Car thermostat permanently on.

The thermostat on my car is bust. It jammed on the other day and the engine overheated and nearly did the head gasket in. The emergency callout guy sorted it so it stays on all the time and constantly circulates water around the engine.

He says it should be OK as long as I get the thermostat replaced as soon as I can. Now that’s the problem. I can’t see myself having the money to get it fixed for a while.

So my question is will driving the car with the thermostat on for a couple of weeks cause any problems?

The thermostat on my car is bust. It jammed OFF the other day and the engine overheated and nearly did the head gasket in. The emergency callout guy sorted it so it stays on all the time and constantly circulates water around the engine.

He says it should be OK as long as I get the thermostat replaced as soon as I can. Now that’s the problem. I can’t see myself having the money to get it fixed for a while.

So my question is will driving the car with the thermostat on for a couple of weeks cause any problems?

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I’m not sure if UK terminology is different, but in the US we talk about an engine thermostat being either OPEN or CLOSED. I assume yours was stuck closed, which will cause overheating. I don’t know of any way to get one “open” other than breaking out its center, jamming something into it, or removing it. All of those require accessing/removing the thermostat, and I wonder why a new wasn’t put in then, as all of the work to do so would have been done.

Anyway, to your question–it’s not likely to do significant harm in the short term, but it can cause problems if left that way too long. The engine will not reach operating temperature. The expected results of that are warm instead of hot air from the heater and increased fuel consumption (because the electronic control system perceives the engine as still being in warm-up mode). Some of the excess fuel can get into the oil and contaminate it.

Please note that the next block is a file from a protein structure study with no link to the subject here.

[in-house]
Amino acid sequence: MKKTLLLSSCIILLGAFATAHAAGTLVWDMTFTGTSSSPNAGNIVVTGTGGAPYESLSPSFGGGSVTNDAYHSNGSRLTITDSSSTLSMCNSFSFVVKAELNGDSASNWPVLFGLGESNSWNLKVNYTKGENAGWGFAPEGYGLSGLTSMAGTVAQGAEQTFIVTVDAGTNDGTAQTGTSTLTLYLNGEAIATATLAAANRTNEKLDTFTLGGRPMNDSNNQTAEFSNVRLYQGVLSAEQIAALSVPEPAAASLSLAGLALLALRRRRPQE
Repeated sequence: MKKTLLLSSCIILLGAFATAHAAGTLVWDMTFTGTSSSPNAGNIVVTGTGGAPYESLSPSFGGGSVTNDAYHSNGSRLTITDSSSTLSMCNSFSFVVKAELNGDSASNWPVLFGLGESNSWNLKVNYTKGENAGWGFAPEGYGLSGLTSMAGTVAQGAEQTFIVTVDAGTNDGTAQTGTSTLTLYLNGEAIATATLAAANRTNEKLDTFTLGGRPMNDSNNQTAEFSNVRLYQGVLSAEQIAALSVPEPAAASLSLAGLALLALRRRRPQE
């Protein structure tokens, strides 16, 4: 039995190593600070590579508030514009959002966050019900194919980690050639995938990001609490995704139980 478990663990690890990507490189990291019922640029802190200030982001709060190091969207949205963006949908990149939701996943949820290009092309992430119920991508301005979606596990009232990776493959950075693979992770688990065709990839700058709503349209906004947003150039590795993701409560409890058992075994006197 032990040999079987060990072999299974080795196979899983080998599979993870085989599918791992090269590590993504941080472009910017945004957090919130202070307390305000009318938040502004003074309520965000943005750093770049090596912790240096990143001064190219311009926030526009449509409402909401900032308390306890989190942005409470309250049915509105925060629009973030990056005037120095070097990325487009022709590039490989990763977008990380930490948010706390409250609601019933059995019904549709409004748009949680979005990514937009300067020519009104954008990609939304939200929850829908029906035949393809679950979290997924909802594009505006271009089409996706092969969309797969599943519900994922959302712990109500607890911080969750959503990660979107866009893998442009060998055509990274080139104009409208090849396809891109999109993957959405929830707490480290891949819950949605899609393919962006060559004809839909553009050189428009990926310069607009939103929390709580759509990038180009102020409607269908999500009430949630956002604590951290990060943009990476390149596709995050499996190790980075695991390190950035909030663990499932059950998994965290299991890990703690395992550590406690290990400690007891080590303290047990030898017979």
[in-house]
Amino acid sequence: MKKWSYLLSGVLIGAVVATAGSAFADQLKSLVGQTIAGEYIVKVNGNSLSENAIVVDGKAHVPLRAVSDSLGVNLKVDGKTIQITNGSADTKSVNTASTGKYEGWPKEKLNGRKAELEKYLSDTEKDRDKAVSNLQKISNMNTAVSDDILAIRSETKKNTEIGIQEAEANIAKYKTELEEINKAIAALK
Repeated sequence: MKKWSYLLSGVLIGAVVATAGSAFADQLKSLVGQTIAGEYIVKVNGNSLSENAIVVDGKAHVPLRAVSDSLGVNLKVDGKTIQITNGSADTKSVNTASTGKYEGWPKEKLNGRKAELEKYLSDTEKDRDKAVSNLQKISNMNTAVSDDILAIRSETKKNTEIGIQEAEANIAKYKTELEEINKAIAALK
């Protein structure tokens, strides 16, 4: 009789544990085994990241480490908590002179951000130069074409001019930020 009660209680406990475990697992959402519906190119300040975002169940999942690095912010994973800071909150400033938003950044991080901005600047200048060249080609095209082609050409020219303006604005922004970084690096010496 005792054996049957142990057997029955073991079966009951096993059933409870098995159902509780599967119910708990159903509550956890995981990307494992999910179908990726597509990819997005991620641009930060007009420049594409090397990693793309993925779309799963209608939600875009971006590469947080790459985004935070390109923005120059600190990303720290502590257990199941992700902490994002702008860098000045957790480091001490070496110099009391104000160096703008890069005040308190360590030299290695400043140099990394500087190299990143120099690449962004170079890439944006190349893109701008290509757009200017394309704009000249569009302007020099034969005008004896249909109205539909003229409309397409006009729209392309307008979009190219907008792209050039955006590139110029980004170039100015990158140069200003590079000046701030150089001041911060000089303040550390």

So you won’t ruin your engine in couple of weeks, but it would be wise to do the repair as soon as you can, and to have the oil changed once it’s done.

They’re not very expensive or difficult to change. The last stat I bought for my 89 mazda was only $7.99 US and only took me 15 minutes to change, and I’m not much of a mechanic.

I’ve been wondering this for some time, and this seems an appropriate place for a hijack (of sorts):

Does the thermostat in a properly-running vehicle open and stay open once the engine heats up (until the engine is shut off and cools, obviously), or does it normally cycle open and closed during vehicle operation?

Another way of phrasing the question would be to ask if the cooling system can normally dump heat efficiently enough to bring the coolant temperature back down below the thermostat’s opening temp during operation. (requiring the thermostat to close again to keep the temperature adequately high)

Thanks for the advice.

I’ll contact a garage tomorrow if it’s not going to be that expensive.

The thermostat does not simply stay open, it cycles open and shut, constantly regulating the engine temperature. The goal is to keep the temperature at a certain point. On the one hand, engines run more efficiently as they get hotter, and on the other, they can self-destruct if they get too hot. The thermostat helps achieve rapid warm-up followed by a proper and relatively consistent operating temperature.

In most conditions, the radiator has more cooling capacity than needed. One way to look at it is that the radiator’s job is to prevent overheating, and the thermostat’s job is to prevent overcooling.

IANA mechanic but in the cars I am familiar with the cooling system won’t draw away enough heat to make the thermostat close again.

If it did close your heater wouldn’t work until it opened back up again.

It may be that some thermostats hover around a midway position, but in most cars they do indeed close enough to essentially stop flow through the radiator.

Thermostats do not affect flow through the heater core. The only effect they have on the car’s heat is that if they stick open, the heat will be warm instead of hot because the engine doesn’t reach its normal temperature.

Thanks, Gary T! Very informative, as always.

I don’t know about all cars, but you could watch the cycling of the thermostat on the Plymouth I just traded in on cold start-up. The temp gage would go up to the normal position, then drop way down when the thermostat opened and let in cold water from the radiator. Then it would go back up to normal and drop down again, but not so far because the radiator water was now warmer. The it would go back up to normal and drop down some. It would finally settle down after about 4 or 5 such cycles to the steady normal position and maintain that, which I assume was with the thermostat partly open.

I used to take my thremostat out every summer in my Beretta, it kept the engine running cool, and, since it was prone to coolant leaks, wouldn’t build pressure therefore wouldn’t leak. I just wouldn’t wouldn’t have any heat so I’d replace it in the winter.